Gov’t to oil firms: No price hike yet based on tax
The government on Monday warned oil companies against raising their prices by imposing the new excise tax on oil products they still have in stock from 2017, saying they could be held legally liable if they did that.
“This is because the excise is paid at the port of importation or refinery,” the Department of Finance said in a statement. “Oil [price] increase done by the companies [purportedly due to the excise tax] on Jan. 1 might be considered profiteering.”
In a separate statement, the Department of Energy (DOE) said the new excise tax rates “do NOT apply to the old stocks of petroleum products.”
Assistant Energy Secretary Leonido Pulido III said “the OIMB [Oil Industry Management Bureau] has issued an advisory to petroleum products stakeholders NOT to levy new excise tax rates on old stocks.”
The excise tax on petroleum products were included in the Tax Reform for Acceleration and Inclusion (TRAIN) measure passed by Congress last month.
Quoting Finance Secretary Sonny Dominguez, Communications Secretary Martin Andanar said in a radio interview that the increase in oil taxes was “not expected to take effect immediately on Jan. 1 because it takes a few days before the old stocks from 2017 are used up.”
“So therefore, we should be wary of people who will take advantage of this situation,” he said.
Under the TRAIN, an excise tax of P2.50 per liter would be imposed on diesel and bunker fuel starting this year. This would go up to P4.50 in 2019 and P6 in 2020.
Int’l oil prices
The excise tax on gasoline would be increased from P4.35 per liter to P7 this year and then to P9 in 2019, and P10 in 2020.
Still, two oil companies announced on Monday that they would raise pump prices on a few of their petroleum products but they cited movements in international oil prices as justification.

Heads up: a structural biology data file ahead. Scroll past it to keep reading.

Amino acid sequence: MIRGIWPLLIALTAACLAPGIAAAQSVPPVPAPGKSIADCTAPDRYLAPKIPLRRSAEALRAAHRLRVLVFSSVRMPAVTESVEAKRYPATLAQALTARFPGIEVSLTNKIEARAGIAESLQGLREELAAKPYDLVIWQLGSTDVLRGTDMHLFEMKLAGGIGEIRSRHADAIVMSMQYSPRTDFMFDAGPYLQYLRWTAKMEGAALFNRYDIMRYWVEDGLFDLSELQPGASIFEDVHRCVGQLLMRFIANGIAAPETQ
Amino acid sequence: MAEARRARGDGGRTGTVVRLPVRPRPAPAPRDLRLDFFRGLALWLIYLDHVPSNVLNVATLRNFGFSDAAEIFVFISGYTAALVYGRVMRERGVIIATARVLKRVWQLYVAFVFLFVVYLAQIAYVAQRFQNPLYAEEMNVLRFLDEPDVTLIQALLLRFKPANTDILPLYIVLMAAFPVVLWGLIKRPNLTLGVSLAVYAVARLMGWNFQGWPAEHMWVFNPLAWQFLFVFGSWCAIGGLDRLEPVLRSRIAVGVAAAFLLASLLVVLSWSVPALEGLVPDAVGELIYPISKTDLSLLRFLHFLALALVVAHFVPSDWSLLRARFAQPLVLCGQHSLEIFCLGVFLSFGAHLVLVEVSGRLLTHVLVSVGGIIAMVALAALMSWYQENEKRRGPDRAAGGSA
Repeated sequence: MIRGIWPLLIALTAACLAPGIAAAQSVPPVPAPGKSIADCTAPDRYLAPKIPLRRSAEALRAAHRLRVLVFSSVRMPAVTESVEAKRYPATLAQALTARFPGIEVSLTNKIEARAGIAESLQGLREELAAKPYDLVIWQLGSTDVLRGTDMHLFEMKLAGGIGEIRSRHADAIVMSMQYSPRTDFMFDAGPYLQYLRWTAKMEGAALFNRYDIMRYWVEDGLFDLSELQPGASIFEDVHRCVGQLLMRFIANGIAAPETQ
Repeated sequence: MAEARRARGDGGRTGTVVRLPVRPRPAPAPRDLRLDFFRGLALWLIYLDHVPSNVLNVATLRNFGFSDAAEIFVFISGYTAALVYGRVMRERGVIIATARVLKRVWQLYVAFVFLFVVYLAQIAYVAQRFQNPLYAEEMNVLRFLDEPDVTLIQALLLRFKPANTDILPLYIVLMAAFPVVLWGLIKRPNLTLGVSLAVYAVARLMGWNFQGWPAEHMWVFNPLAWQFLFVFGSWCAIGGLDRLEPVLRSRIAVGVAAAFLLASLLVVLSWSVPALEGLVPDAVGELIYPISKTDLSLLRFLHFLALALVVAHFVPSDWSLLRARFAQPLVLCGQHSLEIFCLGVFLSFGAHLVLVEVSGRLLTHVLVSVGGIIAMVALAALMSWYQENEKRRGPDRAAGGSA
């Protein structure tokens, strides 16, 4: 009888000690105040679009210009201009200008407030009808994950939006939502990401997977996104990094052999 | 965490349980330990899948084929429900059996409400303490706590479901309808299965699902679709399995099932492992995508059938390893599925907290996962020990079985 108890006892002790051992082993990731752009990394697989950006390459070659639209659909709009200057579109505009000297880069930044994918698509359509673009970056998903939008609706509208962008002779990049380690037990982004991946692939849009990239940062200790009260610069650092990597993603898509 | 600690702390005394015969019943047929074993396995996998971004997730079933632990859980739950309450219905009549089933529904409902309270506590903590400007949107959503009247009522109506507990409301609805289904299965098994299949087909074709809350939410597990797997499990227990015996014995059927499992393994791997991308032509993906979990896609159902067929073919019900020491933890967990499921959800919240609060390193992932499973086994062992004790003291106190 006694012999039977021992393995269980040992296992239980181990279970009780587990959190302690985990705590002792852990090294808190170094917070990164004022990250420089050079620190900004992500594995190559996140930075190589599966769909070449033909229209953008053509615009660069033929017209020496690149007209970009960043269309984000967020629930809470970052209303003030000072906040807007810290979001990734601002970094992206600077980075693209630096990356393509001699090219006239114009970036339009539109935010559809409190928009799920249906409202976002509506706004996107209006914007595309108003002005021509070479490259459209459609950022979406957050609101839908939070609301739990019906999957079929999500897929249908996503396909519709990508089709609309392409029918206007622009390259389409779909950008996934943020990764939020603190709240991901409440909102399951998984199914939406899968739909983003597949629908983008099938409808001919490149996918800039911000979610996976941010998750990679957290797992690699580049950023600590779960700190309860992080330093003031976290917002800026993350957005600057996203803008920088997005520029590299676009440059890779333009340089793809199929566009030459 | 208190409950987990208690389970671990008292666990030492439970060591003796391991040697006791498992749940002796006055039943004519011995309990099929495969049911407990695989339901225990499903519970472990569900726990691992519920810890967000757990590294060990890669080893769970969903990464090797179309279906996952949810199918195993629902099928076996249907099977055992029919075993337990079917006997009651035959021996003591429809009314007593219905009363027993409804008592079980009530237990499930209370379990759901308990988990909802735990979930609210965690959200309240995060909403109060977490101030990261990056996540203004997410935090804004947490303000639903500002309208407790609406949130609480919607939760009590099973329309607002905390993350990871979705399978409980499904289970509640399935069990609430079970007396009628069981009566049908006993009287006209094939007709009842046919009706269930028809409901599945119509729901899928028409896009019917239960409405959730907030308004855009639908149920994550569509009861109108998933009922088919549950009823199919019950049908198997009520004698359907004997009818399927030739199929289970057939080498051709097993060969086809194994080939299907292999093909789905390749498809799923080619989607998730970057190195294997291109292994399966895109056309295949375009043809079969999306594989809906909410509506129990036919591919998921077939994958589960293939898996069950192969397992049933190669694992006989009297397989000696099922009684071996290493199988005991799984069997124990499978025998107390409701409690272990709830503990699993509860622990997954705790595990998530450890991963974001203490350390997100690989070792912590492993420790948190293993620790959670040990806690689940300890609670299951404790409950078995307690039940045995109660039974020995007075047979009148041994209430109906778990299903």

Starting at 6 a.m. today, diesel prices would go up by 65 centavos per liter on top of the 15-centavo increase last week. Gasoline prices would be raised by 20 centavos per liter, canceling the same amount that it had gone down last week.
Only PTT Philippines Corp. and Phoenix Petroleum Philippines Inc. have announced price hikes, although other companies are expected to follow.
DOE data show that diesel prices in Metro Manila were in the range of P33.00 to P38.10 per liter.
Prices of gasoline with an octane rating of 95 ranged from P43.05 to P52.91 per liter.
President Duterte on Dec. 19 signed into law package 1A of the TRAIN, or Republic Act (RA) No. 10963. The law would slash and restructure personal income tax rates, which remained unchanged for the past two decades, starting on Jan. 1. The TRAIN, however, would jack up or slap new taxes on oil, cigarettes, sugary drinks and automobiles.
Bureau of Internal Revenue (BIR) chief Caesar Dulay told the Inquirer five teams at the revenue agency were working on the regulations that would serve as the implementing guidelines of the TRAIN.
In a statement late on Friday, the BIR said it was set to issue various revenue regulations on income tax, withholding tax, value-added tax (VAT) and excise taxes on petroleum, automobiles, mineral products, tobacco, sweetened beverage, cosmetic procedures as well as estate and donor’s tax, percentage tax and documentary stamp tax.
It said public consultations would be held on Jan. 11 and Jan. 12 to help guide the drafters in coming up with various issuances on the TRAIN, as well as internal briefings, which would be conducted from Jan. 24 to Jan. 26.
Andanar defended the new tax measure against government critics who had warned that it would harm the poor with the expected price increases resulting from these tax hikes.
He said the TRAIN’s “pros outweighed its cons” as it would generate more revenues for the government while providing tax breaks to ordinary employees.
“Our revenues will increase and these will go to various government projects and investments that will create jobs,” Andanar said.
He said the TRAIN also would lower the estate tax rate and cut taxes on medicines.
“Now, 99 percent of income tax payers will see that they’ll be paying less taxes. More than 70 percent of our countrymen will no longer be paying income tax because they earn less than P250,000 a year,” Andanar said.
He said those who earn P15,000 monthly will save P1,541 and those who receive P20,000 a month will see their paycheck go up by P2,683. Those with a monthly earning of P35,000 will gain P4,197 in savings, he added.
Andanar said the new revenues raised under the TRAIN would help the 10 million families who would benefit from the conditional cash transfer program this year.
“Our small and [medium] and micro entrepreneurs will also now have a simplified tax rate of eight percent on their gross sales. This will be implemented in lieu of income and percentage taxes,” he said.
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